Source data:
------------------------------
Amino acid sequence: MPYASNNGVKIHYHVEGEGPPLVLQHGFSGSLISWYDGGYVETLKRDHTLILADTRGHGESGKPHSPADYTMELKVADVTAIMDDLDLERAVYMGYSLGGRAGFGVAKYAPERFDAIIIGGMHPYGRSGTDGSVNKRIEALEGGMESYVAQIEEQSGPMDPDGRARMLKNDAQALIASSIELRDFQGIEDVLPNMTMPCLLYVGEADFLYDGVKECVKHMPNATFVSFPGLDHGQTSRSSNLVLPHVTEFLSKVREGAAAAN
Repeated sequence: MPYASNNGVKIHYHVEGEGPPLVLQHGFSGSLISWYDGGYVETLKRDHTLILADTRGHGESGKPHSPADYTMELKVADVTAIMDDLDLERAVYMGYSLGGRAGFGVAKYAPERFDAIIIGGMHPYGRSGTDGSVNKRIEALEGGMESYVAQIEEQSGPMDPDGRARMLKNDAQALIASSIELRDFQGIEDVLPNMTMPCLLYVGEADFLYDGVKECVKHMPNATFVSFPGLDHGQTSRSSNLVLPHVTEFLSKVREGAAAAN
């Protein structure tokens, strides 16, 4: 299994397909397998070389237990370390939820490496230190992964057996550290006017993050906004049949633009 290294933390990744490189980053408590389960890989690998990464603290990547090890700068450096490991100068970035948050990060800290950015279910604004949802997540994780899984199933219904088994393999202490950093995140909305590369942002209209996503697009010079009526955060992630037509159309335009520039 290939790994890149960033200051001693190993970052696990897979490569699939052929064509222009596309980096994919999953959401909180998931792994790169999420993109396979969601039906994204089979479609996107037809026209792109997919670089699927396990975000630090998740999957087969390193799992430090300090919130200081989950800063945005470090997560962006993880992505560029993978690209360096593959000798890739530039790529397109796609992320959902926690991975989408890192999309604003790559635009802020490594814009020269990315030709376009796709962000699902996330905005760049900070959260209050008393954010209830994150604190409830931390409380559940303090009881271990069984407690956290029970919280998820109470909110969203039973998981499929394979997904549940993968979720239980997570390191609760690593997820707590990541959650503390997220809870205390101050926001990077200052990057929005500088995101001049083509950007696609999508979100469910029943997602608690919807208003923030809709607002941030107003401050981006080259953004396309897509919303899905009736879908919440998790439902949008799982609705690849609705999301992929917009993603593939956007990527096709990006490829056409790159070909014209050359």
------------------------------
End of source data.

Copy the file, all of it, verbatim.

Amino acid sequence: MPYASNNGVKIHYHVEGEGPPLVLQHGFSGSLISWYDGGYVETLKRDHTLILADTRGHGESGKPHSPADYTMELKVADVTAIMDDLDLERAVYMGYSLGGRAGFGVAKYAPERFDAIIIGGMHPYGRSGTDGSVNKRIEALEGGMESYVAQIEEQSGPMDPDGRARMLKNDAQALIASSIELRDFQGIEDVLPNMTMPCLLYVGEADFLYDGVKECVKHMPNATFVSFPGLDHGQTSRSSNLVLPHVTEFLSKVREGAAAAN
Repeated sequence: MPYASNNGVKIHYHVEGEGPPLVLQHGFSGSLISWYDGGYVETLKRDHTLILADTRGHGESGKPHSPADYTMELKVADVTAIMDDLDLERAVYMGYSLGGRAGFGVAKYAPERFDAIIIGGMHPYGRSGTDGSVNKRIEALEGGMESYVAQIEEQSGPMDPDGRARMLKNDAQALIASSIELRDFQGIEDVLPNMTMPCLLYVGEADFLYDGVKECVKHMPNATFVSFPGLDHGQTSRSSNLVLPHVTEFLSKVREGAAAAN
């Protein structure tokens, strides 16, 4: 299994397909397998070389237990370390939820490496230190992964057996550290006017993050906004049949633009 290294933390990744490189980053408590389960890989690998990464603290990547090890700068450096490991100068970035948050990060800290950015279910604004949802997540994780899984199933219904088994393999202490950093995140909305590369942002209209996503697009010079009526955060992630037509159309335009520039 290939790994890149960033200051001693190993970052696990897979490569699939052929064509222009596309980096994919999953959401909180998931792994790169999420993109396979969601039906994204089979479609996107037809026209792109997919670089699927396990975000630090998740999957087969390193799992430090300090919130200081989950800063945005470090997560962006993880992505560029993978690209360096593959000798890739530039790529397109796609992320959902926690991975989408890192999309604003790559635009802020490594814009020269990315030709376009796709962000699902996330905005760049900070959260209050008393954010209830994150604190409830931390409380559940303090009881271990069984407690956290029970919280998820109470909110969203039973998981499929394979997904549940993968979720239980997570390191609760690593997820707590990541959650503390997220809870205390101050926001990077200052990057929005500088995101001049083509950007696609999508979100469910029943997602608690919807208003923030809709607002941030107003401050981006080259953004396309897509919303899905009736879908919440998790439902949008799982609705690849609705999301992929917009993603593939956007990527096709990006490829056409790159070909014209050359």